Ham's second sojourn at Dartmouth was for a hydrography training. I was a student in London at the time. Although I was late for his passing out parade, I  managed to attend the ball later in the evening. The guys were real gentlemen. I understand the Malaysian Navy do not send their people there anymore.

The Royal Naval College, Dartmouth

He sailed many seas and was a very good story teller of his adventure in new places. A magnanimous man. I still keep in our PJ home the classical record album he had bought for me during his stay in Japan. I can't quite remember if it is Swan Lake or Sleeping Beauty. As we no longer have a functioning record player it is hardly touched now. That probably was more than sufficient payback for my stamp collection sale money (for Bridgnorth Stamp Club) that he had taken liberty on. I had been a member of the Club in the 50s and I understand the club still exists. 

At the auspicious event of the marriage of his two younger children I cannot help but remember him. When it was all over, he appeared in my dream seated at a dining table gesturing me to the seat next to him. I suppose he must be pleased ..........Sleep well, my dear brother. Al-fatiha.

Here We Are In Our Golden Years

Thursday, January 24, 2013

Coming of Age: The Updated Story of Britain's New Tennis PhenomenonComing of Age: The Updated Story of Britain's New Tennis Phenomenon by Andy   Murray

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Wednesday, January 23, 2013

Anyssa Turned 9 .......

"Happy Birthday To You!"......
My grand daughter turned 9 on 11.01.13. In the midst of a very busy weekend preparing for a niece's and nephew's wedding reception someone was so thoughtful enough to bring a lovely cake for the dear girl. Thank you and may God bless you too. Grandpa and grandma's surprise came two days later!!

Younger Brother Adly Wanting His Share Of Attention!
On the very next day Anyssa and a few other family members were on duty escorting the newly weds.

The Newly Weds With Their Maids Of Honour, Flower Girls
And Page Boy

Anyssa and Brother Amyr, The Page Boy

It felt like she was born only yesterday. How time flies .....

Anyssa In Her Favourite Pose Then

With Her Brothers On Hari Raya Day In Jitra

Kindergarten Days

At Her Kindergarten Concert Day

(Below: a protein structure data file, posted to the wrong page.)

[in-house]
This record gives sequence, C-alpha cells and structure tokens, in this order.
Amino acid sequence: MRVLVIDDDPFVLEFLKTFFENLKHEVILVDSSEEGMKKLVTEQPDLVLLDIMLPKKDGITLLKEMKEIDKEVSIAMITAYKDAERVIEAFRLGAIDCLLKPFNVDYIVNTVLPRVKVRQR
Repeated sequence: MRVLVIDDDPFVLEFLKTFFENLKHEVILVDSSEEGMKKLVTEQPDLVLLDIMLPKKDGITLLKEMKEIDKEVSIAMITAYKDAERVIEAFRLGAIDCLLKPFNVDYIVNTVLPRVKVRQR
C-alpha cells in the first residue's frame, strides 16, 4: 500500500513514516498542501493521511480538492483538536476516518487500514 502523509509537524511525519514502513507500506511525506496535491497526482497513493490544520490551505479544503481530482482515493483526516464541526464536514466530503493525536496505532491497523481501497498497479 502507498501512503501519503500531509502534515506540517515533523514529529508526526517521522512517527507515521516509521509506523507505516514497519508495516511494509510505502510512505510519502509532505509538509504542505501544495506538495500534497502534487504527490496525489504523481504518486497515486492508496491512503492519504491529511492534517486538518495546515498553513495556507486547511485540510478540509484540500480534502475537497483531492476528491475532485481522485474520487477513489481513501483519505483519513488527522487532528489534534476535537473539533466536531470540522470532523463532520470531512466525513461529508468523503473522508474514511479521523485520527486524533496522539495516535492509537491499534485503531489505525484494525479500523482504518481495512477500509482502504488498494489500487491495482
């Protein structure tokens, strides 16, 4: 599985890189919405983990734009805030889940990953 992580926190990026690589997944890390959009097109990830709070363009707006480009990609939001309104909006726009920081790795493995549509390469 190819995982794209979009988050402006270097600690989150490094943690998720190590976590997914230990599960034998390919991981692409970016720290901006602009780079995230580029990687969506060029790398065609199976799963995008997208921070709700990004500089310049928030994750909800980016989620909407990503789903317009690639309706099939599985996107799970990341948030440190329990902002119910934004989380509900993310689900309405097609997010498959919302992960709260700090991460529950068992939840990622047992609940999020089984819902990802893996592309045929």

Doing Her Bollywood Stuff At Concert


Now for the Primary School........

Her School Uniform Fitting

...And Another Uniform

With school comes homework .........

Anyssa and Bro Amyr Doing Their Homework

The Dividends

.........And  More Dividends

With  Papa


May you have wonderful years to come!

Thursday, December 13, 2012

Parenthood Taking Another Leap

When our son began to take notice of girls, we told ourselves that he was growing up as any normal boy would. There was a time when I had to seek his understanding and good sense when it comes down to getting serious with any girl. Just a motherly advise.......

Now the stage is set once again. He had declared that he wants to take their friendship to another level and that he wants us, parents, to propose an engagement. Two rings were shown to me, a merisik  (enquiry) ring and an engagement ring. Most people would surmise that merisik is spying. I do not think spying reflects the seriousness and nobleness  of the matter. In the old days merisik would involve an investigation or enquiry into the other family and the availability of the lady the man has in  mind to propose to. It was usually done by the man's parents or representatives. Today, as society becomes more open and on account of geography, most things are prearranged between the couple. Families  have known one another for quite a while and therefore merisik has become more  symbolic in nature. Traditionally the mother's ring ( a simple gold band) is used for the merisik as a symbol of the intent. It is returned upon the engagement  (betrothal). However, it has become common practice now for the boy to get a new ring and ultimately give it away to the fiance as a gift.

So, our family had gotten together and a suitable date was picked. As the girl's place is in Kuantan, a three hours straight drive from Shah Alam, we shall do the merisik and the engagement  together. My brother-in-law had generously offered accommodation at his house in Kuantan if we need to stay overnight. It was then that we knew his family had finally stayed put in Kuantan while he moved on to stay at the plantation  where he is manager of.. He usually take a weekend drive back to Kuantan to be with his family.

Najib was immediately put in charge of information and logistics. The subject was raised during a berkampung (meeting of the family elders) for a nephew's coming wedding. Those who would possibly be with the engagement party were noted.

Berkampung is a meeting of family elders. In the Minangkabau  Perpatih tradition it is done before family ceremonies reflecting the kind of togetherness and cooperation between family members through thick and thin as per the following quatrain:

  Kalau  berat sama dipikul,
  Kalau ringan sama dijinjing.
  Ke bukit sama mendaki,
  Ke lurah sama menurun.

Literally it means : 
  If it's heavy we shall carry it together on our back,